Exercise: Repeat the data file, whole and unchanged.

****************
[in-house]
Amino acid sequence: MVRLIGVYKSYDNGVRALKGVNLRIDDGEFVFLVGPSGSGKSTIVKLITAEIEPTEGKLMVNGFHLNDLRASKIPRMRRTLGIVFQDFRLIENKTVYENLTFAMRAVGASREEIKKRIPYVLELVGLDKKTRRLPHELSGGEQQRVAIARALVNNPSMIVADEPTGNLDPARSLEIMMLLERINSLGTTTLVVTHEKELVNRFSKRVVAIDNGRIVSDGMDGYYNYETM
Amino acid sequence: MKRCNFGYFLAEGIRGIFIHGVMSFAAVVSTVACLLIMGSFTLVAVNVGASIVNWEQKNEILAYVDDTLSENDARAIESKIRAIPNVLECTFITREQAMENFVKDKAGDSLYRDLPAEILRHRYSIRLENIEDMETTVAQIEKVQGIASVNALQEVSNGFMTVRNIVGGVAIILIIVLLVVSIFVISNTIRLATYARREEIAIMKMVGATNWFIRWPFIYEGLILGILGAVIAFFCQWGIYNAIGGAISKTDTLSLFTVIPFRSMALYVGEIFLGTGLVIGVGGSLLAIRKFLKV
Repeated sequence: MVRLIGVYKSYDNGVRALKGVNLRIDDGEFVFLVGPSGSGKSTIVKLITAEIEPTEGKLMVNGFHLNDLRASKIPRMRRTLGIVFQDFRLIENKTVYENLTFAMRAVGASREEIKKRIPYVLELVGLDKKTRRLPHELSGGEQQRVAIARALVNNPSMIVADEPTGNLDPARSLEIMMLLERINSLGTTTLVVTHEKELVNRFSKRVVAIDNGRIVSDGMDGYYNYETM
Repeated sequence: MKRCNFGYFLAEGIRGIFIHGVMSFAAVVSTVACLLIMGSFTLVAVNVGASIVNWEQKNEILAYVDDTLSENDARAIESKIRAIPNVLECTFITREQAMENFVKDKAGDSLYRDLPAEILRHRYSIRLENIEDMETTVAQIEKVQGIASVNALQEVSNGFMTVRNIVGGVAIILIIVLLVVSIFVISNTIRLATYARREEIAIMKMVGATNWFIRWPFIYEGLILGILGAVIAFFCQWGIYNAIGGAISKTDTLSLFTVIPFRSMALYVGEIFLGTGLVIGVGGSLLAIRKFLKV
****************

[in-house]
Amino acid sequence: MVRLIGVYKSYDNGVRALKGVNLRIDDGEFVFLVGPSGSGKSTIVKLITAEIEPTEGKLMVNGFHLNDLRASKIPRMRRTLGIVFQDFRLIENKTVYENLTFAMRAVGASREEIKKRIPYVLELVGLDKKTRRLPHELSGGEQQRVAIARALVNNPSMIVADEPTGNLDPARSLEIMMLLERINSLGTTTLVVTHEKELVNRFSKRVVAIDNGRIVSDGMDGYYNYETM
Amino acid sequence: MKRCNFGYFLAEGIRGIFIHGVMSFAAVVSTVACLLIMGSFTLVAVNVGASIVNWEQKNEILAYVDDTLSENDARAIESKIRAIPNVLECTFITREQAMENFVKDKAGDSLYRDLPAEILRHRYSIRLENIEDMETTVAQIEKVQGIASVNALQEVSNGFMTVRNIVGGVAIILIIVLLVVSIFVISNTIRLATYARREEIAIMKMVGATNWFIRWPFIYEGLILGILGAVIAFFCQWGIYNAIGGAISKTDTLSLFTVIPFRSMALYVGEIFLGTGLVIGVGGSLLAIRKFLKV
Repeated sequence: MVRLIGVYKSYDNGVRALKGVNLRIDDGEFVFLVGPSGSGKSTIVKLITAEIEPTEGKLMVNGFHLNDLRASKIPRMRRTLGIVFQDFRLIENKTVYENLTFAMRAVGASREEIKKRIPYVLELVGLDKKTRRLPHELSGGEQQRVAIARALVNNPSMIVADEPTGNLDPARSLEIMMLLERINSLGTTTLVVTHEKELVNRFSKRVVAIDNGRIVSDGMDGYYNYETM
Repeated sequence: MKRCNFGYFLAEGIRGIFIHGVMSFAAVVSTVACLLIMGSFTLVAVNVGASIVNWEQKNEILAYVDDTLSENDARAIESKIRAIPNVLECTFITREQAMENFVKDKAGDSLYRDLPAEILRHRYSIRLENIEDMETTVAQIEKVQGIASVNALQEVSNGFMTVRNIVGGVAIILIIVLLVVSIFVISNTIRLATYARREEIAIMKMVGATNWFIRWPFIYEGLILGILGAVIAFFCQWGIYNAIGGAISKTDTLSLFTVIPFRSMALYVGEIFLGTGLVIGVGGSLLAIRKFLKV